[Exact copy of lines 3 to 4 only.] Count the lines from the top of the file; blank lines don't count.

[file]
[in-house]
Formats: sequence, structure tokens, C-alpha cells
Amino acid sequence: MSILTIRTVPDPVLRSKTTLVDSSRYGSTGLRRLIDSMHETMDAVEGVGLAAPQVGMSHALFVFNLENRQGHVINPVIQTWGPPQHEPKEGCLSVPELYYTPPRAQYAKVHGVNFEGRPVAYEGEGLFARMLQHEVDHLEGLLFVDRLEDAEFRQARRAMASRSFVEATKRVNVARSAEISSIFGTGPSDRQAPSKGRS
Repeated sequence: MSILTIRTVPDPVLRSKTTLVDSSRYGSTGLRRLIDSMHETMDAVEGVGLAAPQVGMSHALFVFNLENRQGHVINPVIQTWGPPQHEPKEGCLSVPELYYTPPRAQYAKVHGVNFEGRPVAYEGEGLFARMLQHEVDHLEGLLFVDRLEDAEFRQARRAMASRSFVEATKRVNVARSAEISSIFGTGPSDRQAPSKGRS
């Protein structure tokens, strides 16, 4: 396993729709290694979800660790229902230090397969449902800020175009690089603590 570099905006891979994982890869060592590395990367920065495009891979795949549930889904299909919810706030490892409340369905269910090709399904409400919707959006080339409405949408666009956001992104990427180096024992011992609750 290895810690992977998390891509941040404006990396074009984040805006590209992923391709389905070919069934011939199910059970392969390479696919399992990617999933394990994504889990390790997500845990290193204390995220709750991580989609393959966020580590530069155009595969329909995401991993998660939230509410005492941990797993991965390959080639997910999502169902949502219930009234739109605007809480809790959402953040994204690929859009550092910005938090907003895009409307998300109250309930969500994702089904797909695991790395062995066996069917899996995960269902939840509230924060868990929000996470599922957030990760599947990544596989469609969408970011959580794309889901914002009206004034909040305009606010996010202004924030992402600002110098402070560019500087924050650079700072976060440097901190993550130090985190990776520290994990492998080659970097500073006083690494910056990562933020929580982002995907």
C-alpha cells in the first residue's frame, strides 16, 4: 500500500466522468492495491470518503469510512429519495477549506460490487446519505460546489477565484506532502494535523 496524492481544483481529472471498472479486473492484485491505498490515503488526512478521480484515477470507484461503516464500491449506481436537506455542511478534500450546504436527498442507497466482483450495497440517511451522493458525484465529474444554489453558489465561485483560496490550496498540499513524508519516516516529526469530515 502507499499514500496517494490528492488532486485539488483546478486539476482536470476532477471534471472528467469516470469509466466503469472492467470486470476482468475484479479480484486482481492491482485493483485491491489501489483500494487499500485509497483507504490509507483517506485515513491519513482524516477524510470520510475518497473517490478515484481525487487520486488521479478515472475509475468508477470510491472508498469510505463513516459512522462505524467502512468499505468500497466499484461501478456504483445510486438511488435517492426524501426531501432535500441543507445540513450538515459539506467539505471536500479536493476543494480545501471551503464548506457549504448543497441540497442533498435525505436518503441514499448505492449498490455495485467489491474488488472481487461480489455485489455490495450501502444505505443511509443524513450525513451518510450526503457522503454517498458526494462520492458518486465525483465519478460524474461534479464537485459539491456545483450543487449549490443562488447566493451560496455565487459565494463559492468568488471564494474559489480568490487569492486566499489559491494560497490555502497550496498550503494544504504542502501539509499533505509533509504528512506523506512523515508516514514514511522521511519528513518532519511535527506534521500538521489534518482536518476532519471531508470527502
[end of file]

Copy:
Amino acid sequence: MSILTIRTVPDPVLRSKTTLVDSSRYGSTGLRRLIDSMHETMDAVEGVGLAAPQVGMSHALFVFNLENRQGHVINPVIQTWGPPQHEPKEGCLSVPELYYTPPRAQYAKVHGVNFEGRPVAYEGEGLFARMLQHEVDHLEGLLFVDRLEDAEFRQARRAMASRSFVEATKRVNVARSAEISSIFGTGPSDRQAPSKGRS
Repeated sequence: MSILTIRTVPDPVLRSKTTLVDSSRYGSTGLRRLIDSMHETMDAVEGVGLAAPQVGMSHALFVFNLENRQGHVINPVIQTWGPPQHEPKEGCLSVPELYYTPPRAQYAKVHGVNFEGRPVAYEGEGLFARMLQHEVDHLEGLLFVDRLEDAEFRQARRAMASRSFVEATKRVNVARSAEISSIFGTGPSDRQAPSKGRS